Republican senators have now found a way to deal with the frustrating performance benchmarks of Section 1332: They simply eliminated them. They also modified the language to open up large swaths of the Obamacare bill to modification by this waiver. And thus they morphed Section 1332 into a Trojan horse that would quietly slip into law. Once triggered, it would allow the unwinding of most of our hard-fought consumer protections under Obamacare and allow Republicans to rob even more subsidy assistance (e.g. tax credits) away from the poor and middle class. Under Section 1332, states would have the authority to waive the ACA’s Subtitle D parts I and II, and Section 1402, as well as Sections 36B, 4980H, and 5000A of the Internal Revenue Code of 1986. This would give them broad authority to change (among other things):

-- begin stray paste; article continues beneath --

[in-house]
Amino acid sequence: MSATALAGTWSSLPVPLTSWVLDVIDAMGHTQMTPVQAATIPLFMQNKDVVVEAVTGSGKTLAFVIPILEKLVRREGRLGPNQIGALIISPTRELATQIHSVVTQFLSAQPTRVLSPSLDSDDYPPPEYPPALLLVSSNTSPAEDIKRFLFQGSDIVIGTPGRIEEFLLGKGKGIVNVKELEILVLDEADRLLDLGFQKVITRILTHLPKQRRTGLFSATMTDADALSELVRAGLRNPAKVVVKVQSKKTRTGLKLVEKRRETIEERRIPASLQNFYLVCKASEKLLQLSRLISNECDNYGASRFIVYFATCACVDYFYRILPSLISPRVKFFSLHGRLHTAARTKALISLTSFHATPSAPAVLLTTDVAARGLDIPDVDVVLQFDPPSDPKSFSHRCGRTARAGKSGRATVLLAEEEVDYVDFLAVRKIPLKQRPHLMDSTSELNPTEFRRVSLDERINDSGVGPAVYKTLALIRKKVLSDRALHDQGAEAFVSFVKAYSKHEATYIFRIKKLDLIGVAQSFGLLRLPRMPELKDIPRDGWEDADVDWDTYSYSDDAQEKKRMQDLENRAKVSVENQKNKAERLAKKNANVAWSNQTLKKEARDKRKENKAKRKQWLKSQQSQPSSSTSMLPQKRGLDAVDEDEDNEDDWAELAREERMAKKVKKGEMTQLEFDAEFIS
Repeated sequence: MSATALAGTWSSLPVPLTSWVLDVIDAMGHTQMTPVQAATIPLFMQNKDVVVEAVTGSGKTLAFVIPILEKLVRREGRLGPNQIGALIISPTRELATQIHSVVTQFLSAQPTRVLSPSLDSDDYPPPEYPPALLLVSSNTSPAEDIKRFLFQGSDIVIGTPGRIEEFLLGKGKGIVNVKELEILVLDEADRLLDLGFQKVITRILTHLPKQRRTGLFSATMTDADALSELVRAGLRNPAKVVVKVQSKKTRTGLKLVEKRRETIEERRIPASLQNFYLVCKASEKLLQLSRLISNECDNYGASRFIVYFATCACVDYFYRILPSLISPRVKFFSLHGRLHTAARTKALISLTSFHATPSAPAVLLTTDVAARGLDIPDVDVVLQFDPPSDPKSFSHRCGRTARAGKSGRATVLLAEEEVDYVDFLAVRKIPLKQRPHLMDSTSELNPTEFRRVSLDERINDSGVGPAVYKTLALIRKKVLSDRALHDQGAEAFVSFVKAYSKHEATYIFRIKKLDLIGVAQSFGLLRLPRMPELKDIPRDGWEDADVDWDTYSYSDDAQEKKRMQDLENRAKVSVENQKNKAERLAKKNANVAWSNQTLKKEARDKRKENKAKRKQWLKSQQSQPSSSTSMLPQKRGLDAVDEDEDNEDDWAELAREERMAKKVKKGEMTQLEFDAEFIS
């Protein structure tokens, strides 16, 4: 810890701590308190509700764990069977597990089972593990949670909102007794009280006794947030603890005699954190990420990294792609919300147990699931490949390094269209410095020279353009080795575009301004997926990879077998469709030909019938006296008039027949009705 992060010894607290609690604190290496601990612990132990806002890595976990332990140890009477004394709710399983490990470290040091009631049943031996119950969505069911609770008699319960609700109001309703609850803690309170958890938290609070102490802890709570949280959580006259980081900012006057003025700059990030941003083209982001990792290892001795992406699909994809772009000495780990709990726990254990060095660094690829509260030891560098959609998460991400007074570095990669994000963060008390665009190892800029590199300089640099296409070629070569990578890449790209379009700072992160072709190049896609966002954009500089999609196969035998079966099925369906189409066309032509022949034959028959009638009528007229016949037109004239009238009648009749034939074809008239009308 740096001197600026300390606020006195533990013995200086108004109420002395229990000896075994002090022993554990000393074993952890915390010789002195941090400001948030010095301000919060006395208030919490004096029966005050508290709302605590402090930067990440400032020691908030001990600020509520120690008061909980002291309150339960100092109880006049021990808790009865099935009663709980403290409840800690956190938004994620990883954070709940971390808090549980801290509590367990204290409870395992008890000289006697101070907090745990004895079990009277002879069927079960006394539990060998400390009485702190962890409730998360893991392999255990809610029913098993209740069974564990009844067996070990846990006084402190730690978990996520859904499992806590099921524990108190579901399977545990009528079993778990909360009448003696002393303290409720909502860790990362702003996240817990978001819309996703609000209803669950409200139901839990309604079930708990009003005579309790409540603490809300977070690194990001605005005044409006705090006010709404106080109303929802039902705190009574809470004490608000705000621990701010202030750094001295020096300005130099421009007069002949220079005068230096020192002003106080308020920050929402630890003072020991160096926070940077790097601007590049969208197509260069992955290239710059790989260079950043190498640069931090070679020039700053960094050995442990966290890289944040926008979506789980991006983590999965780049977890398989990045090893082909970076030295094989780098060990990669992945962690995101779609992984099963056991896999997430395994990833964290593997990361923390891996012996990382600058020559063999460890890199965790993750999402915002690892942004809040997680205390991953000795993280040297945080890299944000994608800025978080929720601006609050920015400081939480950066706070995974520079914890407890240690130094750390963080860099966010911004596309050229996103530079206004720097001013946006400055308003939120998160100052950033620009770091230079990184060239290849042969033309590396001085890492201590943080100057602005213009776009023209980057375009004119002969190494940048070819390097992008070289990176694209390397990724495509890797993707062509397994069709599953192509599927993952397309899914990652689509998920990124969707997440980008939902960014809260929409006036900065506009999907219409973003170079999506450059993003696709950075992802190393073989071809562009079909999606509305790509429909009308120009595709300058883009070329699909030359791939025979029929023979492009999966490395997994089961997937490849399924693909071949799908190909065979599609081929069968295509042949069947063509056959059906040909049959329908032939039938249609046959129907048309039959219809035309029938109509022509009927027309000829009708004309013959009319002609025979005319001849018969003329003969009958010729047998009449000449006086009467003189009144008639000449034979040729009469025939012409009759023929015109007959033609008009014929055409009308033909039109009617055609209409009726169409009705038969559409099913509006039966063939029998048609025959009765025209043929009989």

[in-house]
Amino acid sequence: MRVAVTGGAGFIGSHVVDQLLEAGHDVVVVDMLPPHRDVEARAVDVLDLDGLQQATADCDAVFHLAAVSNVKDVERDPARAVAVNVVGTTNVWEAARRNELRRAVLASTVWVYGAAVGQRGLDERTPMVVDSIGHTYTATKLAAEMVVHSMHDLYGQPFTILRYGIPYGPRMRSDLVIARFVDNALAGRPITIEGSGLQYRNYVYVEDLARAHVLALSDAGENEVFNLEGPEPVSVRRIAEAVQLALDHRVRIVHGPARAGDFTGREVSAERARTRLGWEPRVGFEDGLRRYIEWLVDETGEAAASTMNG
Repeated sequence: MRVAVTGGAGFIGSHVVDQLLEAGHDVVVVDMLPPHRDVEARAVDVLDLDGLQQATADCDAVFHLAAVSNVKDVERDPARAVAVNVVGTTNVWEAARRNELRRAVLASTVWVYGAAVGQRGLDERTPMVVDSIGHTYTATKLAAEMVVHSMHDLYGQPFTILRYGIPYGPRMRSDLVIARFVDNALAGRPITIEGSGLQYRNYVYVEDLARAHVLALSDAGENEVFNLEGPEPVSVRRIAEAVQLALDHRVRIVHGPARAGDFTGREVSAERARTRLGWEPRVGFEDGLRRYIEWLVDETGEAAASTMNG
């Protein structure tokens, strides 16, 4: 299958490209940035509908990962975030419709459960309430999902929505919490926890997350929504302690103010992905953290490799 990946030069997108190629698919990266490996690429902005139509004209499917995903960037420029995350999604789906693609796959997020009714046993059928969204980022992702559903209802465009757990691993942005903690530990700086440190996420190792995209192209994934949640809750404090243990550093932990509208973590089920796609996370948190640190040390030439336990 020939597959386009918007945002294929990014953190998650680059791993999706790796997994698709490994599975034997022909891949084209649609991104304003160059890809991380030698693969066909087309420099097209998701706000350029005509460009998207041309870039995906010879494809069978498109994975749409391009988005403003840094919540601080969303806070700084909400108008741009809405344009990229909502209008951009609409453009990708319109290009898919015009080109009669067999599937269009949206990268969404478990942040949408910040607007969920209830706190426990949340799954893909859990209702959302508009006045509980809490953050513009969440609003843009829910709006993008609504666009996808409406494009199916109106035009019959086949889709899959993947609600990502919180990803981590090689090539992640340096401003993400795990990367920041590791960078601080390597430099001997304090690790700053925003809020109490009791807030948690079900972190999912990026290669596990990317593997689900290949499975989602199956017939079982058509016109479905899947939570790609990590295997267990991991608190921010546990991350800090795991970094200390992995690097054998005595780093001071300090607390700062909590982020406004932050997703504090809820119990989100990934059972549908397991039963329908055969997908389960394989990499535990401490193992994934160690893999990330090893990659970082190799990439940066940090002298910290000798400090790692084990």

the definition of a “qualified plan”
the “10 Essential Health Benefits”
the “individual mandate”
the “employer mandate”
annual or lifetime benefits caps
cost sharing reductions
refundable tax credits
If you don’t understand all that, you’re not alone. Lawmakers are counting on you to be confused and to give them a free pass, but we’re going to break this down for you:
Definition of a qualified plan: Think of this almost like an accreditation standard. An insurance plan must meet certain standards to qualify for things like tax credits. States would be able to change those standards.